Now she raises an eyebrow. “My regular is black coffee with two creamers.”

After receiving our marked drinks from the barista, we take a seat near a window.

“So,” Izzy Jean says, “Tell me about yourself.”

I tap my cup. “You first,” I mutter before taking a sip.

She claps her hands together like she’s going to make a speech, and, in a sense, she does. I’m half way through my coffee, and I know more about Izzy than I know about myself: Born in 1935, graduated college in 1957, became a history teacher, married a man she met in the grocery produce aisle (not the same day, of course, she added), had two children (daughter and son), and later—four grandchildren (all girls), got her pilot’s license at age 50, and owns a Goldendoodle named Stewart, after her favorite actor, Jimmy Stewart.

“Wow,” I say when she pauses to sip her own drink.

“Now you,” Izzy Jean says, leaning forward as though I’m a magician about to pull a rabbit out of a hat.

“I’m not that interesting,” I begin.

“Nonsense,” she replies. “Everyone’s interesting.”

So, I tell her about growing up with a single mom, my dad skipping out when I was five, being an only child, working hard to get a scholarship to college, passing the bar, being engaged then dumped for someone else four months before the wedding, joining a law firm as a criminal prosecutor two years ago, and how I work 60 hours a week—minimum.

I pause and touch my face. Good grief! Am I crying?

Izzy presses a tissue into my hand. “You beautiful brave thing,” she says. “You’ve been through hell yet accomplished so much.”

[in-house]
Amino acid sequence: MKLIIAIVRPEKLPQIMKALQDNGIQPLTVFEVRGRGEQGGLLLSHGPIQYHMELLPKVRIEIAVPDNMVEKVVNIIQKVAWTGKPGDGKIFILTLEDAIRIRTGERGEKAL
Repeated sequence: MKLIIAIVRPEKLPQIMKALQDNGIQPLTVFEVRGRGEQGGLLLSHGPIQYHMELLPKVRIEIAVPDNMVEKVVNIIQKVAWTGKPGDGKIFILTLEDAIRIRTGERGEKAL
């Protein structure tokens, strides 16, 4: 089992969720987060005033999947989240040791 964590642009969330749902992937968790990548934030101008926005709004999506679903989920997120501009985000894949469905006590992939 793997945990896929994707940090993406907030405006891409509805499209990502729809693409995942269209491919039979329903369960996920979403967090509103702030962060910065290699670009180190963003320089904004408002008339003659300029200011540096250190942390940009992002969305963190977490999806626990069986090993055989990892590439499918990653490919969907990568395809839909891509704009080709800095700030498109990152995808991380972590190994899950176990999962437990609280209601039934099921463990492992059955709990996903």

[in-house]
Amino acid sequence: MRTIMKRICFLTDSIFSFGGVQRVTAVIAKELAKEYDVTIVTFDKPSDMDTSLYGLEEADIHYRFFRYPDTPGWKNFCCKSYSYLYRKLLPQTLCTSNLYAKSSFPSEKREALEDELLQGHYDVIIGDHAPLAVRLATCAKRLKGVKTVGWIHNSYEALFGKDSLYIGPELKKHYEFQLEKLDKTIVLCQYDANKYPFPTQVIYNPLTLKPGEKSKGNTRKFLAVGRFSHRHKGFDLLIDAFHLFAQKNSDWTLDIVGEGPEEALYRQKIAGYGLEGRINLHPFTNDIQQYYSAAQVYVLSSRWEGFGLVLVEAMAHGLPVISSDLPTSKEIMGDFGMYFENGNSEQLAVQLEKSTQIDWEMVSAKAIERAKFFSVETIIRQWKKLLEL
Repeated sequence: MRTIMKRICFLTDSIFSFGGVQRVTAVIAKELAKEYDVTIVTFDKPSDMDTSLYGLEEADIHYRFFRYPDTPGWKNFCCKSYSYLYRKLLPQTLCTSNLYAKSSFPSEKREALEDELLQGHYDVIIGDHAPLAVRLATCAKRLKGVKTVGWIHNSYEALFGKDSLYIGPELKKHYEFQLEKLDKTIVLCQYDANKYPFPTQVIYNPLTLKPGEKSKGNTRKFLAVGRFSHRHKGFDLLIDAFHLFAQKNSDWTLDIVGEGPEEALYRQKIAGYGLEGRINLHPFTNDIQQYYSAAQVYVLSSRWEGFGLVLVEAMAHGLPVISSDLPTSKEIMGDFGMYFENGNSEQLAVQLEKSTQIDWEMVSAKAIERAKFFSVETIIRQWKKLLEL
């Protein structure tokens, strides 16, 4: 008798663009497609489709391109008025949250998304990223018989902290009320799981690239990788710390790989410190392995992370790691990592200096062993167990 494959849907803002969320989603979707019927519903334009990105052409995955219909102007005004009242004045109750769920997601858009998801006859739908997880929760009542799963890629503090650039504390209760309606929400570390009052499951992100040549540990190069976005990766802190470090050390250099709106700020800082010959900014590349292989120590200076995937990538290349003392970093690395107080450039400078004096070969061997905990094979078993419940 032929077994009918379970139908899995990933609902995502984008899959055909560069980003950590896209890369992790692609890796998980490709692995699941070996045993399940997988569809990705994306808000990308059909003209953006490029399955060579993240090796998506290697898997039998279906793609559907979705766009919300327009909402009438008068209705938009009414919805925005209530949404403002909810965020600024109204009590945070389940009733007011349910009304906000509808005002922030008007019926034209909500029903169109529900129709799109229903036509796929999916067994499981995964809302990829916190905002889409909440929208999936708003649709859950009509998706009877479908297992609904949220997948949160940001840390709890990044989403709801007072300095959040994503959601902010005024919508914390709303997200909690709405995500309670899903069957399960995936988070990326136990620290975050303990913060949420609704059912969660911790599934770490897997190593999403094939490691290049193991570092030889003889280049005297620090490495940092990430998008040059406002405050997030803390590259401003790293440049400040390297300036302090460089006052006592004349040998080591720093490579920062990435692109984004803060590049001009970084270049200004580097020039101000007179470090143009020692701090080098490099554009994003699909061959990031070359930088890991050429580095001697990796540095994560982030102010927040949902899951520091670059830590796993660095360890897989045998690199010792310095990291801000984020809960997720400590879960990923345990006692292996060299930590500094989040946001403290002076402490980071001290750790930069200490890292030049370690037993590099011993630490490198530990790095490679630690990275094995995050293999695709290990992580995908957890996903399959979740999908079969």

I dab under my eyes and blow my nose. “Sorry,” I say. “I have no idea why I’m crying.”

She smiles. “Sometimes we need a good cry.”

When she stands to leave with a promise to see me again, she squeezes my arm, and I feel like I’ve just had a professional therapy session, although this one only cost $3.85.

I’m stunned that I spilled my guts and tears to a stranger! But I feel lighter than I have in a long time.

One of the baristas, nametag Krista, walks over. “I see you met Izzy Jean,” she says.

“Umm, yeah,” I say, surprised she’d noticed.

“Let me guess. Today was her 88th birthday.”

“Ummm, yeah?” I say again, confused.

“She turns 88 every day,” explains Krista. “We don’t know her real age—or where she comes from. She’s always alone, but she has a knack for picking people.”

I stare open-mouthed at Krista. “Picking?”

“Yeah, like sad people to cheer up. You feel better?” Krista says.

I nod slowly. Izzy Jean picked me.

Arvilla Fee teaches English Composition for Clark State College and is the poetry editor for the San Antonio Review. She has published poetry, photography, and short stories in numerous presses, and her poetry book, The Human Side, is available on Amazon. For Arvilla, writing produces the greatest joy when it connects us to each other.

#Arvilla Fee#Cafe#Izzy Jean#short story#Wholesome